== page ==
With farm markets closed, and fresh produce getting picked over at grocery stores, it can be difficult to find fresh fruit and vegetables right now. But is buying fresh really necessary? In some cases, buying frozen fruits and veggies is actually better.
First of all, fresh produce doesn’t keep long. Since we are trying to limit our trips to the stores, going several times a week to buy the freshest fruit and vegetables isn’t a good idea. There are some choices that will keep fairly well. Potatoes and other root vegetables will stay pretty fresh if kept in a cool dark place. Other fruits and vegetables, like apples, Brussels sprouts, green beans, etc. keep well when refrigerated. Something else to consider when buying fresh is how clean the produce is. The stores do a good job putting out washed produce, but customers like to pick up and examine fruits and veggies before buying. Who knows how many people may have picked up and squeezed that tomato, before setting it back on the pile? So if you do buy fresh, wash that produce, then wash it again!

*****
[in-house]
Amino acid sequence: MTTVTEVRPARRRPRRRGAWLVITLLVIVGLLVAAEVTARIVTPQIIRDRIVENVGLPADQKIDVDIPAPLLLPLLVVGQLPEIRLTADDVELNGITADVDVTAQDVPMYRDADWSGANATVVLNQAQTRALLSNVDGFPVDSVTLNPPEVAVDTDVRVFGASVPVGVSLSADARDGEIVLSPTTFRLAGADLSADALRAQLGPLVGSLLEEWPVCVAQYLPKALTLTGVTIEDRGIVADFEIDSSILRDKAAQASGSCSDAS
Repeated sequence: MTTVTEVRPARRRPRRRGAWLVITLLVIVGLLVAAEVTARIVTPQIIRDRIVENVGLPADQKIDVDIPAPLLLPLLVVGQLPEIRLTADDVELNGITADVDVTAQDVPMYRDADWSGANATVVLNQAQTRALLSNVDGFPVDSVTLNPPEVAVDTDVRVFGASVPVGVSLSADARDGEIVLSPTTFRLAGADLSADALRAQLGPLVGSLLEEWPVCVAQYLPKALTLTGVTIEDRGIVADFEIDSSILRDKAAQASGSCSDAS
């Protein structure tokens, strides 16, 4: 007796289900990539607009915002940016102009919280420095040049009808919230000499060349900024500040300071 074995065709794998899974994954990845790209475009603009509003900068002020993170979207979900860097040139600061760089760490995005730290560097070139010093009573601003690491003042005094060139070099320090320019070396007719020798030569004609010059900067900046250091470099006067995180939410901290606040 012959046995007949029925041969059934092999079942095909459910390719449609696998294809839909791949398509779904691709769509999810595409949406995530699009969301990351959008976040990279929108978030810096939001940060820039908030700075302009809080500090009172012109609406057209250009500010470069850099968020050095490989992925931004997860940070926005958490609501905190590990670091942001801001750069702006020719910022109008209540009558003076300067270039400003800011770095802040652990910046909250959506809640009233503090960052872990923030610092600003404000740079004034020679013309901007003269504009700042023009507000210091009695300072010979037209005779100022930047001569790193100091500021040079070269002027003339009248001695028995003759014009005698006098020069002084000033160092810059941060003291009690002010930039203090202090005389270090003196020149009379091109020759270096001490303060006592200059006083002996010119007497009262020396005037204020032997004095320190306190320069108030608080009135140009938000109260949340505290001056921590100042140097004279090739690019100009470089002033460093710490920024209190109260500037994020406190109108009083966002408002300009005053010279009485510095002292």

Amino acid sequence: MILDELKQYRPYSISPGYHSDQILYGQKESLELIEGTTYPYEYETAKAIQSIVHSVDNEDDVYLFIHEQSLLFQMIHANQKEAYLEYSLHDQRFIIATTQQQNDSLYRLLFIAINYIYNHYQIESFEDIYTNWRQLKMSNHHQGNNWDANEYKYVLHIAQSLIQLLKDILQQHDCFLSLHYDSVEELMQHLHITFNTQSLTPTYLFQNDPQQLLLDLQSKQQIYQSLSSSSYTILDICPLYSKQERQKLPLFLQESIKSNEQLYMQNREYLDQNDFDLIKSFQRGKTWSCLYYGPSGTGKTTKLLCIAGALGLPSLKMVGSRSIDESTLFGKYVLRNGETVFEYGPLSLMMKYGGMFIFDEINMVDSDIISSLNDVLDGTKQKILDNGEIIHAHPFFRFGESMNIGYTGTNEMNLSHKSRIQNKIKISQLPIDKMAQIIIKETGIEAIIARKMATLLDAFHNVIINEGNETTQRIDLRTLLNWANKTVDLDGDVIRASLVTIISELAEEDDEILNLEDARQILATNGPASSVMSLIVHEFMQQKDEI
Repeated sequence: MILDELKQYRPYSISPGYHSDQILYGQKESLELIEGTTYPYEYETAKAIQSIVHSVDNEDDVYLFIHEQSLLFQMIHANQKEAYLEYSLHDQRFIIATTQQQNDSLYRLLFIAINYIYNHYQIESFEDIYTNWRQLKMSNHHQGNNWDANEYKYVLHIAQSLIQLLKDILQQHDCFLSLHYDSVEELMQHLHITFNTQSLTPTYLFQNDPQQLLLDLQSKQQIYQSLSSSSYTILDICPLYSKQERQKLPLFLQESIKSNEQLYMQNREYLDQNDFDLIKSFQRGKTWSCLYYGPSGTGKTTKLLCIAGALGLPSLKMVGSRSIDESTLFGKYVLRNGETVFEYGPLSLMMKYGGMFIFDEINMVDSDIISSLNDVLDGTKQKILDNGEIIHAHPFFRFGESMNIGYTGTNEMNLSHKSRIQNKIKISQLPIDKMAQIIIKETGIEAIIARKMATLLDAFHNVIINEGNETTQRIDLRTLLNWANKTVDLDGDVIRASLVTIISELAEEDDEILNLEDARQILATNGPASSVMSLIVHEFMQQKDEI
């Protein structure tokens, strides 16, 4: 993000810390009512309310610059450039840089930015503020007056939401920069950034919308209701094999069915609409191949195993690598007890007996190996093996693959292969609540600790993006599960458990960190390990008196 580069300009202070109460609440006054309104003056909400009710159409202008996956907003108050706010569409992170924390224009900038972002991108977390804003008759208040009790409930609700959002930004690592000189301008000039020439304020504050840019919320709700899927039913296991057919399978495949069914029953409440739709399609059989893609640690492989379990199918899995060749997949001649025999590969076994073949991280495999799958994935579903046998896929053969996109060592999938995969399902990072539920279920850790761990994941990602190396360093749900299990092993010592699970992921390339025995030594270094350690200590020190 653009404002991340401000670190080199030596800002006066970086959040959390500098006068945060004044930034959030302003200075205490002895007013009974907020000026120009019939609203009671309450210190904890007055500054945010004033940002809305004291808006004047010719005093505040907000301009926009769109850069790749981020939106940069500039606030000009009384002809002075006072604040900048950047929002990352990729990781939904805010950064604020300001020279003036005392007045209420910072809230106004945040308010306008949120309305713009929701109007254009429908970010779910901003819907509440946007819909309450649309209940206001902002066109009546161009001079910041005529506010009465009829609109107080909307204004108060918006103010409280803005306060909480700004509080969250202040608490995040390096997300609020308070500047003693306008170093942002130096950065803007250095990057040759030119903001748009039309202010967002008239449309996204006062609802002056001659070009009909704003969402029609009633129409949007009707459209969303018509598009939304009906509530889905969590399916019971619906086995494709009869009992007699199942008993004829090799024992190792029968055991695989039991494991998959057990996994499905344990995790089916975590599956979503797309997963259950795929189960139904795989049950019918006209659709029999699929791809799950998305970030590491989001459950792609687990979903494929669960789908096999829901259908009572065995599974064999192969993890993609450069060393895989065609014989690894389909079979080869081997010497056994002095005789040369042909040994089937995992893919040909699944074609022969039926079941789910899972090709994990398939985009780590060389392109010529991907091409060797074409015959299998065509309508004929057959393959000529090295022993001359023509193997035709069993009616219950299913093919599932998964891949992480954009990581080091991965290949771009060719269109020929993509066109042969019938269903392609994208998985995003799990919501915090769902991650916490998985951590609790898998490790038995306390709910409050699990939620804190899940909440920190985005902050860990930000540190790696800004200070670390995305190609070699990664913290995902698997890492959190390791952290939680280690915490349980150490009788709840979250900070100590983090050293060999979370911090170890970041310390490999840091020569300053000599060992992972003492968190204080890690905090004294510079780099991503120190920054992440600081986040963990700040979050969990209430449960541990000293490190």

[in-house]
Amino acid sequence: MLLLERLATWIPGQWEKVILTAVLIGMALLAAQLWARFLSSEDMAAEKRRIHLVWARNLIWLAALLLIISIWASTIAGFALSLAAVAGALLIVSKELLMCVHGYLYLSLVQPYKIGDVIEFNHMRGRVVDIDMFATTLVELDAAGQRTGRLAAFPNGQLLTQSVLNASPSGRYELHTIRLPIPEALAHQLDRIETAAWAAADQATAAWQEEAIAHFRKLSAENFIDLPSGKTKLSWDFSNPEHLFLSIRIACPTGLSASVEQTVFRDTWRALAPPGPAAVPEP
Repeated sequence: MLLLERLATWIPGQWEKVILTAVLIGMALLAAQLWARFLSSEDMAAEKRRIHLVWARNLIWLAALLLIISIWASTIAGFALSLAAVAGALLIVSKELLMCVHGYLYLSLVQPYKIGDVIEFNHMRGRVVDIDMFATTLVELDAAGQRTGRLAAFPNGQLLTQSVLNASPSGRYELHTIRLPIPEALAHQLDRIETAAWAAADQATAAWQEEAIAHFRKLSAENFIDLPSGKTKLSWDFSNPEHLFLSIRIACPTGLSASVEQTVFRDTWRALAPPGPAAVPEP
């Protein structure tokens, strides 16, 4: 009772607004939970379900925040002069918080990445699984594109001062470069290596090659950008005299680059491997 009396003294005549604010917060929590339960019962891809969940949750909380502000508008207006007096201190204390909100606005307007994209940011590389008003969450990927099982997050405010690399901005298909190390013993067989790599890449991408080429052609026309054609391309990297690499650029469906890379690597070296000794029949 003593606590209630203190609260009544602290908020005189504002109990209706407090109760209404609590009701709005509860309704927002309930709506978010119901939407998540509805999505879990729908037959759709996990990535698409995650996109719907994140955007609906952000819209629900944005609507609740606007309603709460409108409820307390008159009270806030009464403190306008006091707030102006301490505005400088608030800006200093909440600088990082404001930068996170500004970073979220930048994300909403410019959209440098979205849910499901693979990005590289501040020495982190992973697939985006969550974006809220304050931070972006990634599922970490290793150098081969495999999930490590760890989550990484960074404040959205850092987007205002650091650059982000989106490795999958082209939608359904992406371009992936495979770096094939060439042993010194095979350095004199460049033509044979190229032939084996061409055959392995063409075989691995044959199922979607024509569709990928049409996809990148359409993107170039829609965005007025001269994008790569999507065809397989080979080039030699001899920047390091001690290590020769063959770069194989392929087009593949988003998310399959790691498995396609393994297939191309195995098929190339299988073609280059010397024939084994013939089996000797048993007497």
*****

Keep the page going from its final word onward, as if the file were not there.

Fresh fruits and veggies certainly are nutritious, but frozen can be even more nutritious. Why? Well according to the Journal of Food Composition and Analysis, frozen actually is better because it is flash-frozen at its peak, while fresh may lose nutrients by the time it makes its way to your cart. Just be careful to check the label on frozen produce to make sure there are no added ingredients.
Of course, in some cases, frozen is not an option. Many fruits aren’t available frozen (and let’s face it, a frozen strawberry cannot compare to biting into a fresh strawberry), and a lettuce or spinach salad must be made fresh. But don’t be afraid of using frozen spinach or kale, as well as onions or peppers in soups, sauces, or mixed with rice, pasta or other vegetables. So while you are stocking up that pantry, stock up your freezer to make sure you always have healthy choices available